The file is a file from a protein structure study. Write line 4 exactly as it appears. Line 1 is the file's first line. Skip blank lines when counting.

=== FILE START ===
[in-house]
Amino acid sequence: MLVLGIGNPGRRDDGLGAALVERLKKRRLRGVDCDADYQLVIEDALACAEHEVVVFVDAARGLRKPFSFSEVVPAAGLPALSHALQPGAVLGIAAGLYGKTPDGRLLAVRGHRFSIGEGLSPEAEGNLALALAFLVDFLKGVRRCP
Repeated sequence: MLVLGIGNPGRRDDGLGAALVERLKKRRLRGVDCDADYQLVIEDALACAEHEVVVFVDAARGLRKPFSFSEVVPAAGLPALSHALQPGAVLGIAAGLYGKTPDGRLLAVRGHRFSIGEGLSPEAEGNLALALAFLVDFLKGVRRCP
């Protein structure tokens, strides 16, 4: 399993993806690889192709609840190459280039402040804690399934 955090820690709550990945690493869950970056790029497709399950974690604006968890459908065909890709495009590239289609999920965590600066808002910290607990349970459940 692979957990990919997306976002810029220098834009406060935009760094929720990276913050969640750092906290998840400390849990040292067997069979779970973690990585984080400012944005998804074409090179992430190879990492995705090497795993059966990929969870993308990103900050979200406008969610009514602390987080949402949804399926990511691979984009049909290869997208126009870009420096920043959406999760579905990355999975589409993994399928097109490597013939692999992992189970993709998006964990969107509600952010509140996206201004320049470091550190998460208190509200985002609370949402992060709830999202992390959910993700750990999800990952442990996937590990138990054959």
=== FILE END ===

């Protein structure tokens, strides 16, 4: 399993993806690889192709609840190459280039402040804690399934 955090820690709550990945690493869950970056790029497709399950974690604006968890459908065909890709495009590239289609999920965590600066808002910290607990349970459940 692979957990990919997306976002810029220098834009406060935009760094929720990276913050969640750092906290998840400390849990040292067997069979779970973690990585984080400012944005998804074409090179992430190879990492995705090497795993059966990929969870993308990103900050979200406008969610009514602390987080949402949804399926990511691979984009049909290869997208126009870009420096920043959406999760579905990355999975589409993994399928097109490597013939692999992992189970993709998006964990969107509600952010509140996206201004320049470091550190998460208190509200985002609370949402992060709830999202992390959910993700750990999800990952442990996937590990138990054959």